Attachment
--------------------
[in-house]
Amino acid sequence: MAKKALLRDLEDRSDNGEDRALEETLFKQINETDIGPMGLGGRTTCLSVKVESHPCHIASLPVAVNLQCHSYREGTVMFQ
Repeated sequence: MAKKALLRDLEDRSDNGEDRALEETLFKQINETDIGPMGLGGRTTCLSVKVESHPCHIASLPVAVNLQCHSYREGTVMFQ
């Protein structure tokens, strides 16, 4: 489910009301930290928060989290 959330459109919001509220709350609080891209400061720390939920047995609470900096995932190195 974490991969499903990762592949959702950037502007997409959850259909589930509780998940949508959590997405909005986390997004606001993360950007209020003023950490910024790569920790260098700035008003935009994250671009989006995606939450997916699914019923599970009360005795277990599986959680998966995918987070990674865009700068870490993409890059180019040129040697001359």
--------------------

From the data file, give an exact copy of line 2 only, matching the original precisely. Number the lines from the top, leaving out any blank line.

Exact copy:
Amino acid sequence: MAKKALLRDLEDRSDNGEDRALEETLFKQINETDIGPMGLGGRTTCLSVKVESHPCHIASLPVAVNLQCHSYREGTVMFQ